That story quickly made it all the way to Gov. Jay Inslee’s desk where irate citizens have been leaving voice messages and emails detailing their displeasure with the state’s actions. At one point, emails between WDFW staff sought to squash a rumor being spread from within the department that the governor had personally signed off on the decision to kill the deer and elk at For Heaven’s Sake.

The considerable blowback inspired JT Austin, senior policy advisor on natural resources in the governor’s office, to request a comprehensive incident review from the WDFW.

“While I was briefly advised of the situation over the phone last week, I would like a full briefing on the laws, policies, relationships and points of decision around this incident and other rehabilitation facilities,” wrote Austin, who set a two-week deadline.

Last Monday, the WDFW officially altered its hardline stance and announced that For Heaven’s Sake will be allowed to retain the 11 remaining deer until at least March 16, 2018. They noted that additional evaluations of the animals will help to decide their fate as they continue to search for a solution that is more palatable to the public. A WDFW press release listed Washington State University as a possible destination, but did not mention wild release as an option under consideration.

“I don’t know that I can speak to that,” said Becker when asked if wild release was still being considered as an option by the WDFW.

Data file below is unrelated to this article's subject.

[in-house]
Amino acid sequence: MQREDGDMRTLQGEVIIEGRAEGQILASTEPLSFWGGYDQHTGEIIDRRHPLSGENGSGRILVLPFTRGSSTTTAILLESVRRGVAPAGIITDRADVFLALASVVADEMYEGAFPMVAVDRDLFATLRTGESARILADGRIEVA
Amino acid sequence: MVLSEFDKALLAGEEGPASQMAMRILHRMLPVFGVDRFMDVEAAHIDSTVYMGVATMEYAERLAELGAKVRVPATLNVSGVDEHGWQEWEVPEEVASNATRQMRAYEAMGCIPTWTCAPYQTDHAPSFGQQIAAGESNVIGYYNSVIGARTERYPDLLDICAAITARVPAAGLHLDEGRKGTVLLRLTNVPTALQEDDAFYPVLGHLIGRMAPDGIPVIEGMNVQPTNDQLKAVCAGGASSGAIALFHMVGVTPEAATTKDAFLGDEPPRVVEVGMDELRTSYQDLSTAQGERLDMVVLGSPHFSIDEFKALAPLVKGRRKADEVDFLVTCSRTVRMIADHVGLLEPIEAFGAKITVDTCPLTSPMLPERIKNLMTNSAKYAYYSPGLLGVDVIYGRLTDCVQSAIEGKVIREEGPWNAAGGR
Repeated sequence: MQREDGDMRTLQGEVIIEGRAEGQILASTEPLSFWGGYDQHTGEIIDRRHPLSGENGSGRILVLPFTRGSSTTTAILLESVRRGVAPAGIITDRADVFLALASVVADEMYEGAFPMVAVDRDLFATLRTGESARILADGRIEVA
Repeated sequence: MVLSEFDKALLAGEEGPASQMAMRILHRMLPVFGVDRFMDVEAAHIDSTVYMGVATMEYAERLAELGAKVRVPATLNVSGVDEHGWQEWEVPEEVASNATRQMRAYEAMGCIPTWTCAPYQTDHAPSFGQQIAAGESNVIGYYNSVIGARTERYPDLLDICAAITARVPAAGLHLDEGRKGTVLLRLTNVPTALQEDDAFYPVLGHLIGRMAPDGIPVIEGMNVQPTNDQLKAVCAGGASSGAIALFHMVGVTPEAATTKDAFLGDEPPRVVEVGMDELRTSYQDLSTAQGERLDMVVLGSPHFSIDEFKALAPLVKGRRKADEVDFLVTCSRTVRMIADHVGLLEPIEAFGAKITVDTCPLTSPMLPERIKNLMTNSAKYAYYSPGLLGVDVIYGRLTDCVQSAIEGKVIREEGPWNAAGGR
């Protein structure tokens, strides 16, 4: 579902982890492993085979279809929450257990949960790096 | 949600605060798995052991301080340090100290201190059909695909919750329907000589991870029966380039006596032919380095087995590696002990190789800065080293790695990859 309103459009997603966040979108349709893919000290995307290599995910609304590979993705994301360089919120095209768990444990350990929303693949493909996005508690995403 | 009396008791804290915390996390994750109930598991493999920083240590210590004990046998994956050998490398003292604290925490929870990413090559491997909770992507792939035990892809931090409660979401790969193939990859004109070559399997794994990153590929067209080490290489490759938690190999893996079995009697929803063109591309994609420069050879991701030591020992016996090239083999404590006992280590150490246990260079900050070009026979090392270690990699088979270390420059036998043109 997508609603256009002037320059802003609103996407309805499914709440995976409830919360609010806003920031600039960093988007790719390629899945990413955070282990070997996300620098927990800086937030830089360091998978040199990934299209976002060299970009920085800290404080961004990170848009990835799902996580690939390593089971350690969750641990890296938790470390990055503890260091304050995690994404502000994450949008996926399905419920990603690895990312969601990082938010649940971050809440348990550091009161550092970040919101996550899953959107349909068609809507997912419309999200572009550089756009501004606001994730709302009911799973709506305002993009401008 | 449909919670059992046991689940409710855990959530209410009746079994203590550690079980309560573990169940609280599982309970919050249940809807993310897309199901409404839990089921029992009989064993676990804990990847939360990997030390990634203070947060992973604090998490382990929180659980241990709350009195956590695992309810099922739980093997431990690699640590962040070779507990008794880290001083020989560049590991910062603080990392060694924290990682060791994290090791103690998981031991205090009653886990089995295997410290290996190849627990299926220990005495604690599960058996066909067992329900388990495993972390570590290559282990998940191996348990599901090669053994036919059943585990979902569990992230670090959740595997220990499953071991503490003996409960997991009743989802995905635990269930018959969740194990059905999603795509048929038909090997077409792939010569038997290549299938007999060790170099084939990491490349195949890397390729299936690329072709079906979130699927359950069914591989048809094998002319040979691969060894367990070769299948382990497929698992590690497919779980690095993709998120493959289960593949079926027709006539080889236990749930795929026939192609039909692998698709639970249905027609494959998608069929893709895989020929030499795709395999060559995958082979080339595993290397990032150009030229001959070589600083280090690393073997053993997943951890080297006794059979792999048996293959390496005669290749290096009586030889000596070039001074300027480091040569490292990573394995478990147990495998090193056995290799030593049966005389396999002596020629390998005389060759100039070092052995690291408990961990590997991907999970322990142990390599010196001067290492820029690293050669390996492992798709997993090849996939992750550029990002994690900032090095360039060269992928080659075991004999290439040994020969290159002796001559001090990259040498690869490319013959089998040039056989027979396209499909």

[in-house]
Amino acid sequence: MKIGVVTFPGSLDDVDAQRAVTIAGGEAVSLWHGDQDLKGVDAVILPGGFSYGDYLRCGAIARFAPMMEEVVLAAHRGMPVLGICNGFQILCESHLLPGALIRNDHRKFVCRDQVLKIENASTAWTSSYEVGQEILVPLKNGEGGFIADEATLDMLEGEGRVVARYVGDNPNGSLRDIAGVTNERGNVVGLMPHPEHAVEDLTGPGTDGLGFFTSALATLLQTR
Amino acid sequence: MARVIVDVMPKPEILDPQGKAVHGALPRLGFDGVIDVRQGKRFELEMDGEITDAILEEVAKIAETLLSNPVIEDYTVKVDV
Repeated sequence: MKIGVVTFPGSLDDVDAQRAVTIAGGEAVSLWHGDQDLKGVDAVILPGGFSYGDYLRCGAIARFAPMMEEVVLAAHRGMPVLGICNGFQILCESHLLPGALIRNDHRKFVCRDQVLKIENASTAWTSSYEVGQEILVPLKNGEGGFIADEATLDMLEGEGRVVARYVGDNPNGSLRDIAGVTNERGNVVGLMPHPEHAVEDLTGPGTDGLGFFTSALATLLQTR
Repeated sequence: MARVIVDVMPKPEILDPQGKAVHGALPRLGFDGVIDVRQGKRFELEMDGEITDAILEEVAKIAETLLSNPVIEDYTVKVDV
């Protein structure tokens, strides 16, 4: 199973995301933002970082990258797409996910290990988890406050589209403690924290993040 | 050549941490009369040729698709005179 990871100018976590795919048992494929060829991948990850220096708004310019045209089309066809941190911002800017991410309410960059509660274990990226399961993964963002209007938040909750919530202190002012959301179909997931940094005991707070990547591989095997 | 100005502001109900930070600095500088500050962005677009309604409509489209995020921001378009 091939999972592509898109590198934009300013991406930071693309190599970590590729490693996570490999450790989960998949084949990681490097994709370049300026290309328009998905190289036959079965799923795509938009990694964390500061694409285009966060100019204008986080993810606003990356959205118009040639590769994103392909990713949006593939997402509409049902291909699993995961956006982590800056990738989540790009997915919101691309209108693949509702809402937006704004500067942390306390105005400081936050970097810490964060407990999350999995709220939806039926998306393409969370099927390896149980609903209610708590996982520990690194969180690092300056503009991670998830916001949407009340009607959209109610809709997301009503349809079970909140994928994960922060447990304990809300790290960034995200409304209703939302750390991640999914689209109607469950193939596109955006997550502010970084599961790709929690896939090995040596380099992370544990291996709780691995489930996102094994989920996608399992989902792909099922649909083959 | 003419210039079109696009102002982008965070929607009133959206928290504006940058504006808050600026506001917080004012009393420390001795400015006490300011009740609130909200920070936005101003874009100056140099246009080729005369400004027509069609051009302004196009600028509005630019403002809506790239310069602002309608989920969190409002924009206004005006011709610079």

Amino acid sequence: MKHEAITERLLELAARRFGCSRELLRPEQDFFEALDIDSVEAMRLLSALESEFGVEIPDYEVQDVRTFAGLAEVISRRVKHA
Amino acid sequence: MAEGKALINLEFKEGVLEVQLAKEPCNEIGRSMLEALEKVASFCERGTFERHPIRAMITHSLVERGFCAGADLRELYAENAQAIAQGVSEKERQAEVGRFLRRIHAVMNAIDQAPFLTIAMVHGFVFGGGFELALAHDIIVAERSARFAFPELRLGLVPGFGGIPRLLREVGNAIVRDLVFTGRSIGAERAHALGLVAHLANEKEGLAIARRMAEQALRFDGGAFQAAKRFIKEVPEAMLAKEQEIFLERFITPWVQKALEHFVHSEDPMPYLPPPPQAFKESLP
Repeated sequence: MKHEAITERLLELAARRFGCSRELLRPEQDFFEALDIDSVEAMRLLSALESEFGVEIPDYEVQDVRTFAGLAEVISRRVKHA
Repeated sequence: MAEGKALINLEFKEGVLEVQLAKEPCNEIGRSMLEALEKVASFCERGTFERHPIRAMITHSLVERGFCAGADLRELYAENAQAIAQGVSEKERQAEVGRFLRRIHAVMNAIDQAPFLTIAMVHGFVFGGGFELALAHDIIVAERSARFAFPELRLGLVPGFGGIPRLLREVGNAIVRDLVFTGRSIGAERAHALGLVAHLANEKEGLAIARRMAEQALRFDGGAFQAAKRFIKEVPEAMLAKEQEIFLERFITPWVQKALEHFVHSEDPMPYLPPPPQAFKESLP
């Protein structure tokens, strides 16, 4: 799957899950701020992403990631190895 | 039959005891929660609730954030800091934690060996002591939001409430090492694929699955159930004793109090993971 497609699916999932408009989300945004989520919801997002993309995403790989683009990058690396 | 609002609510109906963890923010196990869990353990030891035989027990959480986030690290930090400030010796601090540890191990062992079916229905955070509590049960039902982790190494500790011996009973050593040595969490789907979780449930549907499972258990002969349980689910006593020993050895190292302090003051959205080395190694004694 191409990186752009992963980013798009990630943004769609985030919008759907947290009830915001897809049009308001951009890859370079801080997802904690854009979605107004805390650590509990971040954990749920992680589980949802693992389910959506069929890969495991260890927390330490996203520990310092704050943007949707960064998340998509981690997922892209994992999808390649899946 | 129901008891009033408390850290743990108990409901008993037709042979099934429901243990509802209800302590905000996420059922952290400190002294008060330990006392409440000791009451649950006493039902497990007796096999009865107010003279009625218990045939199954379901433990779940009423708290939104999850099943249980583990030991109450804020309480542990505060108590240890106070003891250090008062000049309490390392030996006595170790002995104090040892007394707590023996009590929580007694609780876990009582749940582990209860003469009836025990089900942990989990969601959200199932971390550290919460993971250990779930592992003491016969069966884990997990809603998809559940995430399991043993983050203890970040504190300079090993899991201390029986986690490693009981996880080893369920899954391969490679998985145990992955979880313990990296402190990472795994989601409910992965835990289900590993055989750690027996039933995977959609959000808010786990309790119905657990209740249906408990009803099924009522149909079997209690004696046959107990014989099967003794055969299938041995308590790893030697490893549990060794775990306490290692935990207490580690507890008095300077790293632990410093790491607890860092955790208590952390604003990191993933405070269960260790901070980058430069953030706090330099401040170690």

“Currently our scientific information shows that when animals are habituated and in captivity it’s really hard for them to survive in the wild,” added Becker. “I think really we’re at the point where our goal is try to find an appropriate facility that can use them maybe use them for a study.”

For her part, Supensky has not given up hope that she can “wild up” the deer in time for a spring release. She insists it’s as good as done.

“They are wild deer,” said Supensky following a public hearing with the Washington Fish and Wildlife Commission in Olympia on Dec. 8.

While the powers that be grapple with how to best untangle the web they’ve woven, Wendy Spencer at Wolf Haven is still concerned that the good name of one rescue facility was leveraged to help sabotage the mission of another.

“It was very disconcerting to learn from Claudia at For Heaven's Sake that WDFW’s report implies that Wolf Haven had prior knowledge of the events that transpired. We have worked closely with Claudia and David on a number of animal-related issues and have always had a really good relationship with them,” wrote Spencer in an email that arrived at roughly the same time as the WDFW’s press release announcing their new agreement with the Supenskys at For Heaven’s Sake. “When I was initially contacted by the Department I was only told that they had to euthanize 14 deer and 1 elk calf and wanted to know whether or not we could use them and we said yes. We were never told where the animals would be coming from. I actually assumed they were free-ranging or perhaps at a research station. It never occurred to me that they might be coming from For Heaven’s Sake. This situation was handled very poorly all the way around.”